Spiral Software Development


What is Spiral Model?

The spiral model is a systems development life cycle (SDLC) model used in software development. The SDLC model can be found in other software development models such as the Waterfall model, the RAD, the Iterative and the Incremental model etc.

The SDLC is the framework, used since the 1970s, to describe the progress of a software development project from the planning stage to deployment. The SDLC stages are:-

1. Business requirement data gathering and analysis
2. System and software design
3. Implementation and coding
4. Testing
5. Delivery
6. Maintenance

The spiral model

The spiral model uses a similar profile to that of the SDLC. It is an incremental risk-oriented model that has four phases.

The four phases of the spiral model are:

a) Planning undertaken and requirements identified
b) Risk analysis and alternative solutions identified
c) Design of first software prototype, and software tested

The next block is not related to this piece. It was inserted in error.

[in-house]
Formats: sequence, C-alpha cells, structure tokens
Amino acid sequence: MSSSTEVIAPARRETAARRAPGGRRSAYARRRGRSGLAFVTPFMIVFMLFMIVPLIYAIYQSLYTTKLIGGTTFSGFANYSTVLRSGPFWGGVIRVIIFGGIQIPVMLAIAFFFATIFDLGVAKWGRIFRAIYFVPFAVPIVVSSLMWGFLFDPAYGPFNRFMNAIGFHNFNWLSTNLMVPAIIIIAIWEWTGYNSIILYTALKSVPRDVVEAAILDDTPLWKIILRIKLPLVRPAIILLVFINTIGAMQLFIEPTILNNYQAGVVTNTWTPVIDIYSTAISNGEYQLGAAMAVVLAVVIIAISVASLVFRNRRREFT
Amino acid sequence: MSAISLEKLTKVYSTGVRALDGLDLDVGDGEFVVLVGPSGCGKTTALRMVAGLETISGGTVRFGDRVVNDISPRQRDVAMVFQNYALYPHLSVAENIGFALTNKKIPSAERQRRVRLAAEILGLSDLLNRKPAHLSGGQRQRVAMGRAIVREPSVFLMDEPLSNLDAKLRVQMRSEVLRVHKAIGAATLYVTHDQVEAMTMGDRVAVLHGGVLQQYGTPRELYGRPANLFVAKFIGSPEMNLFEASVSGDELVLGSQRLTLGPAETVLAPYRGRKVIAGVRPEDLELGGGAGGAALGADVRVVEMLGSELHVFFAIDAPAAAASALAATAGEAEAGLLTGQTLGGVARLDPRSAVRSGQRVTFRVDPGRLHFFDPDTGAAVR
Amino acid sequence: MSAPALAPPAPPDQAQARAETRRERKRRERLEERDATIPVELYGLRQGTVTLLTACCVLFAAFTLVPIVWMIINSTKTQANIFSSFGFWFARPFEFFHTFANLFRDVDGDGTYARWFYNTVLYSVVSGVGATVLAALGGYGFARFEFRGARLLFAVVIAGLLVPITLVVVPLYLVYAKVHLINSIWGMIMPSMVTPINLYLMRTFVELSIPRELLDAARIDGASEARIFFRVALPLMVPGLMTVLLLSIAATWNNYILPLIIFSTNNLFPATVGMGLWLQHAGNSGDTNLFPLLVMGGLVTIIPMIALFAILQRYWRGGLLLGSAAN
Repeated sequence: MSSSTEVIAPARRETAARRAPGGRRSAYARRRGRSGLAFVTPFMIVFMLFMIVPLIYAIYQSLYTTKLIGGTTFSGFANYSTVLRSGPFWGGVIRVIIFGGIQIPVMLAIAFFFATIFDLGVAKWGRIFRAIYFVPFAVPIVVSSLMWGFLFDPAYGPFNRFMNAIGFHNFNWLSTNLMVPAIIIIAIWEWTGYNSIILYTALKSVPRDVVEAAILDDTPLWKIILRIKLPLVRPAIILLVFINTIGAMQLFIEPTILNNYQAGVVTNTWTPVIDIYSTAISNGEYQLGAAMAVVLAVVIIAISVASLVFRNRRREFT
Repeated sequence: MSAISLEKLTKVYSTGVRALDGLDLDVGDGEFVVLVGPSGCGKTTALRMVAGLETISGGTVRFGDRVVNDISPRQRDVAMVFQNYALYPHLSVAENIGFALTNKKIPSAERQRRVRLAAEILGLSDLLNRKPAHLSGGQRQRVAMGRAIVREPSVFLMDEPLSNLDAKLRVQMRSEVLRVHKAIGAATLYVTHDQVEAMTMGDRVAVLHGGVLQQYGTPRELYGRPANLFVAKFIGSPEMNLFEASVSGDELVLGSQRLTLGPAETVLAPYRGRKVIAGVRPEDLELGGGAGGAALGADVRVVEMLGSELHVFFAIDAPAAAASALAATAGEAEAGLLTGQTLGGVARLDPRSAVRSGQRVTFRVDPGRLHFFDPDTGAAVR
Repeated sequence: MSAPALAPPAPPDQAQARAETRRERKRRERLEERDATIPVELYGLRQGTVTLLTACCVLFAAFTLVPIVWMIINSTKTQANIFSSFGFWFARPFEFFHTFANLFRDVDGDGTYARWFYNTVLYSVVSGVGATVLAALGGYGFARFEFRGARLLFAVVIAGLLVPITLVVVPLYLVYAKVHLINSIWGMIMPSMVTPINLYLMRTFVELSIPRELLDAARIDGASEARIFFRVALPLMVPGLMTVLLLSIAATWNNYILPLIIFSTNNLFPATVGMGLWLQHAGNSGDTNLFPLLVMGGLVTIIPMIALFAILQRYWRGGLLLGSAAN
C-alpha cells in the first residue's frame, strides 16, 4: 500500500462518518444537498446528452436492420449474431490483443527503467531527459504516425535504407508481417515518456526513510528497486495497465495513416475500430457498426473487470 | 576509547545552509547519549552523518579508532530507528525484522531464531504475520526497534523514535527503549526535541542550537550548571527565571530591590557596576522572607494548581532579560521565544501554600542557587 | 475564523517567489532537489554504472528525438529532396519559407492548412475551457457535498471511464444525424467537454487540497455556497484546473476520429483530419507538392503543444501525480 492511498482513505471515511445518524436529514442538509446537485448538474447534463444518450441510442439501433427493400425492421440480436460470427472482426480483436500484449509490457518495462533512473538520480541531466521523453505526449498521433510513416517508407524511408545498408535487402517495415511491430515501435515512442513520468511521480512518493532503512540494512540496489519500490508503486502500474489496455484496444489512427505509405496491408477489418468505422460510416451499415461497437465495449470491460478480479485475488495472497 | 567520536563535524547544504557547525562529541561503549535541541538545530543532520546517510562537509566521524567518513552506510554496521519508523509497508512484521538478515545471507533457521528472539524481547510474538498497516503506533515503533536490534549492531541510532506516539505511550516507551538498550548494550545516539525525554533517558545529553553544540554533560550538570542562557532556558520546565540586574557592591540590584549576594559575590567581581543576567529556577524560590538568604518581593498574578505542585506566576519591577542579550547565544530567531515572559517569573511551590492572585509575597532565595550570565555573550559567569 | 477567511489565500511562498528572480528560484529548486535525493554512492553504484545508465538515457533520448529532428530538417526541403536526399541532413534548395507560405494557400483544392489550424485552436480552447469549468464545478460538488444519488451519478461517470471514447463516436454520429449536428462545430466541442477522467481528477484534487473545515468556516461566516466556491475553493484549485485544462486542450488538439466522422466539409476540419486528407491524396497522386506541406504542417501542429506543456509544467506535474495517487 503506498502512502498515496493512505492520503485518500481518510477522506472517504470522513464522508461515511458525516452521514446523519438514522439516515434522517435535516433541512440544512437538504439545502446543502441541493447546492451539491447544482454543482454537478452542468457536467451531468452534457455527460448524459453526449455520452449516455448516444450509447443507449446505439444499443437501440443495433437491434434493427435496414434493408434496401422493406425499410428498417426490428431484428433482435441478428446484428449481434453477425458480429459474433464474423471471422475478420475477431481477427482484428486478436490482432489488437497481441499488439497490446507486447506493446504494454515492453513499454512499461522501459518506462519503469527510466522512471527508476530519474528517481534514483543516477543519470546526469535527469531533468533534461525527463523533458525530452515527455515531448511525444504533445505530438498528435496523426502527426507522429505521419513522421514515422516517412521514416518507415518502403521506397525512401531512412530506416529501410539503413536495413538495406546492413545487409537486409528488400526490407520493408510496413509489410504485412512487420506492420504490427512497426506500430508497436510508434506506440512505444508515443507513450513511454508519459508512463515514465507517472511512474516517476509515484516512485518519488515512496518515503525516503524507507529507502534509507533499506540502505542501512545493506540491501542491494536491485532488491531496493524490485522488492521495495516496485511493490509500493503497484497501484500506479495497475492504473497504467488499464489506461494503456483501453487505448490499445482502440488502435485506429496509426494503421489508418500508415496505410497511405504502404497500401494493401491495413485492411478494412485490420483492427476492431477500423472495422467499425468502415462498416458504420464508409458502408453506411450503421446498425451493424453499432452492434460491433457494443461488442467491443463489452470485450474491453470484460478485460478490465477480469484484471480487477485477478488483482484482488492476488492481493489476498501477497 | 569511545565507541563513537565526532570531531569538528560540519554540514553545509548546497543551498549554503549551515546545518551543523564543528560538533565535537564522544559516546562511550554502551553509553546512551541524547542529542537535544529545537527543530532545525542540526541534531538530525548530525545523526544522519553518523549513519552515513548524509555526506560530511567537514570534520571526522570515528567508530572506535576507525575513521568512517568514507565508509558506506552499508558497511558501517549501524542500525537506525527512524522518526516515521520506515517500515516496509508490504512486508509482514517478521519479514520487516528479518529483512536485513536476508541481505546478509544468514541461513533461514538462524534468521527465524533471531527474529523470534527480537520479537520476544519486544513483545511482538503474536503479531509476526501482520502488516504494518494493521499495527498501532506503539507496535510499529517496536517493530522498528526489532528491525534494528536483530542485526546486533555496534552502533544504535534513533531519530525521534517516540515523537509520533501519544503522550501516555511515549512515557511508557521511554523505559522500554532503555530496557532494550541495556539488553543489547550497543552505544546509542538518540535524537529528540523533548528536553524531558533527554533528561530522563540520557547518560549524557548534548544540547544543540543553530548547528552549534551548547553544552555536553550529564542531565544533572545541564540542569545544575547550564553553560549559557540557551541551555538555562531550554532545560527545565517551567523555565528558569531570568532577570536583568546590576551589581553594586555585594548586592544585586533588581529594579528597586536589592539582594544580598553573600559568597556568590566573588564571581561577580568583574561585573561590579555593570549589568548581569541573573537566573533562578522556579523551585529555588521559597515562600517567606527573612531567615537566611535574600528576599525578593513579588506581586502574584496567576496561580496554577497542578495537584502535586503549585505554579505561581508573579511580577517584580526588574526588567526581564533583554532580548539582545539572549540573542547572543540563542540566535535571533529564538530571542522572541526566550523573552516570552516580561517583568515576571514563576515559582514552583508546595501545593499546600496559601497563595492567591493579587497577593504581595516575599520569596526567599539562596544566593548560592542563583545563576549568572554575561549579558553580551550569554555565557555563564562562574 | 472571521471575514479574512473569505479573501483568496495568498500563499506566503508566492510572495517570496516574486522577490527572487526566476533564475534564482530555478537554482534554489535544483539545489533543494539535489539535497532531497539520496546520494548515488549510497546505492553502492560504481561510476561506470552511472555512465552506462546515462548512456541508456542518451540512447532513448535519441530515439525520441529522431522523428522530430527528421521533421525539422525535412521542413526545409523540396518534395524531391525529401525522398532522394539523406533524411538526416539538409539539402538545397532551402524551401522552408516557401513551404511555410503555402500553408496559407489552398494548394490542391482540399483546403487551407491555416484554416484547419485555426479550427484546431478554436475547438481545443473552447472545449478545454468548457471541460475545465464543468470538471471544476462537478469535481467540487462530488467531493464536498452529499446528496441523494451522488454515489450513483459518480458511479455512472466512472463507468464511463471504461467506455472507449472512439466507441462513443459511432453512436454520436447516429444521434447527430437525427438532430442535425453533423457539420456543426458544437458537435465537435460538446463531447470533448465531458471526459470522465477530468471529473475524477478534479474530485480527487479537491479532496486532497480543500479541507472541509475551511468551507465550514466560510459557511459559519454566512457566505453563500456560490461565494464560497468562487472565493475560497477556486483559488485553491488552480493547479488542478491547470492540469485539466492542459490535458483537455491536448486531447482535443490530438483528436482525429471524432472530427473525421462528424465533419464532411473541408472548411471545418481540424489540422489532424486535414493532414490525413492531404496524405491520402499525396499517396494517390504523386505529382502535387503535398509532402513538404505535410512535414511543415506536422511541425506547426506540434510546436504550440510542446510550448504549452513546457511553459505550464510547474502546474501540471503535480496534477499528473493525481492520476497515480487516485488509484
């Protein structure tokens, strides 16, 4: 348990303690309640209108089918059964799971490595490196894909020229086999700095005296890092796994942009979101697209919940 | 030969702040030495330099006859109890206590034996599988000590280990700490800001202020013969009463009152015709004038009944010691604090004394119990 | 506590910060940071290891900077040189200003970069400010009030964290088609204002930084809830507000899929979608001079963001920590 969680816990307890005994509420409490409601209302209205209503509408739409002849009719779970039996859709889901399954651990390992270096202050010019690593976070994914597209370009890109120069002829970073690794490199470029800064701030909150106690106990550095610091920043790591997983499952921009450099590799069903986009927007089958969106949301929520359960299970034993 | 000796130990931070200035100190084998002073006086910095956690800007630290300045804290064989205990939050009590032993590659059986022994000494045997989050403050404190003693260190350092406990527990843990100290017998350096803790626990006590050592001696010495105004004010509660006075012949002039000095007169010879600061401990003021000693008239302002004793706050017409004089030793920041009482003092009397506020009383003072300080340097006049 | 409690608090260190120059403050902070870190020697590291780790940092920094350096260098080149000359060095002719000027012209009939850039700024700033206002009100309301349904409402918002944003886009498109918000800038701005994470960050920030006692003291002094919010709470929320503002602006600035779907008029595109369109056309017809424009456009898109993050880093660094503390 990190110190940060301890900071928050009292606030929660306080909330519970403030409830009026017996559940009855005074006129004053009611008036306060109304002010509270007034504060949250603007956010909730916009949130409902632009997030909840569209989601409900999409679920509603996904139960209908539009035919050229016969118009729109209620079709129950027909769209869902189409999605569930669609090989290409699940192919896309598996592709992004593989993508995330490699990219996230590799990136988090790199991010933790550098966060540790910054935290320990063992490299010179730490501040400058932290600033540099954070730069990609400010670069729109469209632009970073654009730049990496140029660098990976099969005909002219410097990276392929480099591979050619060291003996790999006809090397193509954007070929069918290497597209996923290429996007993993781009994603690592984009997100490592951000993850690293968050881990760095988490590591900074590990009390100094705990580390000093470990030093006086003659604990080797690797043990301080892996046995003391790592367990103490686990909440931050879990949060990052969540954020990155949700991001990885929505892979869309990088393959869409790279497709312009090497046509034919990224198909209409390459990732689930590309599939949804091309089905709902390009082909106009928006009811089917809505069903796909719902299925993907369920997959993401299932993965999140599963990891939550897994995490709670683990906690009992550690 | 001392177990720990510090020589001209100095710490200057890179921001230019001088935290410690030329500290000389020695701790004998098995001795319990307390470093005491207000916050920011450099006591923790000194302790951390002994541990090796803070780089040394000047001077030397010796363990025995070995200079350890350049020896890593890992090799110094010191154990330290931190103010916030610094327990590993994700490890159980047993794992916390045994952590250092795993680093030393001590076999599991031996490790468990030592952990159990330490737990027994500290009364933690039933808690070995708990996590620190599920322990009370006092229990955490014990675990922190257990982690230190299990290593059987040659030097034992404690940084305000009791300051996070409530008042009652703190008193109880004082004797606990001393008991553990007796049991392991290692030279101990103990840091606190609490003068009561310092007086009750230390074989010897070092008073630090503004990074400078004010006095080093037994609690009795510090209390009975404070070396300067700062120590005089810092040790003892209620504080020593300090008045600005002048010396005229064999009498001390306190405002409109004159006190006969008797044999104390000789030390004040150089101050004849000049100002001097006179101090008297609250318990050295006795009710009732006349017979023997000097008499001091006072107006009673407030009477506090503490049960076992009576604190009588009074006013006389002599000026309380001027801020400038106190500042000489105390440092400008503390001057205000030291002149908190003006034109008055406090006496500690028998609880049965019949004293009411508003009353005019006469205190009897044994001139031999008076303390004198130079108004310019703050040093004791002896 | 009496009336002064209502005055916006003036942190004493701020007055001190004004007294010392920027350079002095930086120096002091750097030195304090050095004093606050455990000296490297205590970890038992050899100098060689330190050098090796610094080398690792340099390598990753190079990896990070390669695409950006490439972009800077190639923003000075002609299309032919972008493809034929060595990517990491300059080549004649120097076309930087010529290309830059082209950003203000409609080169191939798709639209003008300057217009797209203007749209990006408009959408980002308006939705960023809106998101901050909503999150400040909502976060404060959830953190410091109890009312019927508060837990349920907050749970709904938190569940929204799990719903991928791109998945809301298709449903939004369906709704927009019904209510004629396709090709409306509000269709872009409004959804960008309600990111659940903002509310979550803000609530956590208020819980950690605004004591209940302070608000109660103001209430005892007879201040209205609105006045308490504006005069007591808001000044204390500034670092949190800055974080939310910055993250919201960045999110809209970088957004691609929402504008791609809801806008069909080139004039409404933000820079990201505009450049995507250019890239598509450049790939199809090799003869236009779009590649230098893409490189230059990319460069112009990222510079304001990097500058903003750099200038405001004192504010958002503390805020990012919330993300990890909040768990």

d) Evaluation of output and next iteration planed


This sequence of phases is then repeated in an iterative way, each iteration being one turn of the spiral, developing the next prototype as it goes, and each spiral building on the previous spiral, narrowing down to a final release.

By repeating the process the software is continually refined, tested and evaluated. As the process proceeds more is learned about the software, more is learned about the risks, and more is learned about the final product until the point is reached where it is ready for final release.

The spiral model relies heavily on the incremental model so that the product is built up piece by piece, and a little more added each time, until the product satisfies all the requirements demanded of it. In the spiral model heavy emphasis is placed on risk analysis. The risk analysis also includes analysing the technical feasibility of the product at this point, and considering any implications that have a bearing on the time and cost factors.

The phases in more detail